It’s important to test how the colour will look in your home. Haymes Greyology. Photo: Haymes Paint
Giving your interiors a fresh lick of paint is one of the best ways to inject some personality into a space. Here are some of my favourite colour choices right now and how to apply them in your own home.
Before you jump right in and slather your walls in a daring shade, it’s important to test how the colour will look in your home.
Paint A3 boards in your chosen colour and move them around your home throughout the day, testing in different light, and make sure you’re satisfied before applying. You need to ensure the colour works with the rest of your interior inclusions, such as furniture choices and decor, too.
For big statements, paint all of your walls and, if you’re feeling bold, you can get great results from painting ceilings, too.
If you’d rather play it safe, paint your doors for some drama. In very few instances would I recommend creating a painted feature wall – retro is back, but this application is so early-2000s and that era is thankfully not having its resurgence, just yet.
For an even more measured approach, look at furniture pieces and decor to embrace these colours, although bold decisions often yield the best results.
Paint A3 boards in your chosen colour and move them around your home throughout the day. Dulux Gold Pheasant. Photo: Dulux
Haymes Greyology 3 is a lovely white with a neutral (not cold or warm) grey base, great for lightening and brightening interiors without casting a hue. Dulux Lexicon can be used for similar reasons, though it skews slightly toward the bluer tones of grey. Dulux Whitsunday Island is a slightly darker, warmer light white, skewing ever so slightly green, which can be brilliant for oak, grey, black and white schemes or, for a slightly darker take on the same idea, Haymes Soft Feathers can warm up a white and bright space.
It is notoriously hard to get right, but this hue is definitely having a moment in interiors, particularly in upholstery. The colours on trend in 2019 are Haymes Pale Rust for a more coral based terracotta or Cherokee, for a browner take on a mid-orange. Dulux has corals like Gold Pheasant, and more clay-coloured oranges such as Terracotta Chip, Baked Clay and Italian Clay, which are all in line with Pantone’s colour of the year, Living Coral.
For a browner take on a mid-orange. Dulux has corals like Gold Pheasant. Photo: Dulux
More fig and plum than purple, these colours are also being seen through interiors. Haymes Deep Plum is near black so will be better applied in measured ways, such as on furniture or doors, though it’s the right type of desaturated purple for the look of the moment. Haymes Berry Crush, Berry Juice and Burnt Sienna are all worth considering. Grey-based pastels are proving popular and are in contrast to the sultry mood of the deeper hues. Haymes Canada Violet and Sweet Pea, and Dulux Nantucket Mist and Antique Lace are all appropriate for a lighter pastel look.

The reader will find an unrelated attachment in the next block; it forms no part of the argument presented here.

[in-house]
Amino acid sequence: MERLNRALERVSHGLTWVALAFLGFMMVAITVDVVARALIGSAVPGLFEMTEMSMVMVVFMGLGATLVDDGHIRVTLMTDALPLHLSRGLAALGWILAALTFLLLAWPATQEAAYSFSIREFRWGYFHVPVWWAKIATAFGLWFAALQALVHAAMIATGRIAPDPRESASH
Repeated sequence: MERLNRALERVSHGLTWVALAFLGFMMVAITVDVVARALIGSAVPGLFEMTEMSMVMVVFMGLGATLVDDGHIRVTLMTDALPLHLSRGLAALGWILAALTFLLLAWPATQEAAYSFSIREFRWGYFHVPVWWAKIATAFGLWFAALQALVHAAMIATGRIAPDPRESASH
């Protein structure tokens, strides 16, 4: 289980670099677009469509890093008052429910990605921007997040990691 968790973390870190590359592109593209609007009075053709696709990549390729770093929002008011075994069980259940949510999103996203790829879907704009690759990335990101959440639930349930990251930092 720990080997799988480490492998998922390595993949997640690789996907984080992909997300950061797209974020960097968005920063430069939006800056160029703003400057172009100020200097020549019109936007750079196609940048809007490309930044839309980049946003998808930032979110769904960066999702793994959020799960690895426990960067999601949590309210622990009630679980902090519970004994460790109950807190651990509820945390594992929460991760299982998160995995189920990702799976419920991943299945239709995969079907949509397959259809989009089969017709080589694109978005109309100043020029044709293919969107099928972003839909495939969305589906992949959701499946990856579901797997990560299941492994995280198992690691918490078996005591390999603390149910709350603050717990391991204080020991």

Blues are a perennial and can lead you in any number of directions. For pastels look at Haymes Windstream, Miranda and Hazy Shade, but to really make an impact you’ll want brightly saturated colours, like Haymes Royal Flair or Reef Oasis, or Dulux Blue Sail, Sinatra or Summer Waters.
Chasing that Memphis look? Go for the more teal blues like Dulux Aqualogic or Haymes Somerset – but with this look, conviction and colour co-ordination are key.
For a great (and safer) nautical blue, go for something greyish, like Haymes Twin Flower, Slumber or Silence. For a deeper statement Copen Blue, also by Haymes, is a deep navy, perfect for highlighting doors.
Blues are a perennial and can lead you in any number of directions. Dulux Blue Sail. Photo: Dulux
Greens are another long-lasting colour with broad appeal. I’ve used Haymes Chameleon to highlight doors in a beach house, within a white-and-oak palette, as the green always helps to defuse any yellowness in oak or pine flooring. For pastels, look at Haymes Capulet or Dulux Lamb’s Ear Half. For the more sultry palettes, go for forest greens and emeralds, like Dulux Wimbledon and High Tea Green. These colours really pop against white, and tie in nicely with the plum and fig colours as part of a scheme, or as accent colour references for decor and furniture.
Chartreuse is having a moment as well, although stick with upholstery, art and decor if this colour appeals to you as it can be a little overwhelming. It’s not exactly yellow, but a grey-based, greenish colour. Mustards are a gold-like, dirty-based yellow that are also featuring in interiors again. Look at Dulux Goldie or Hay Wain for a more golden mustard, or Haymes Gold Dust for the more green-skewing version.
HomeSpace by Darren Palmer (Murdoch Books, RRP $39.99).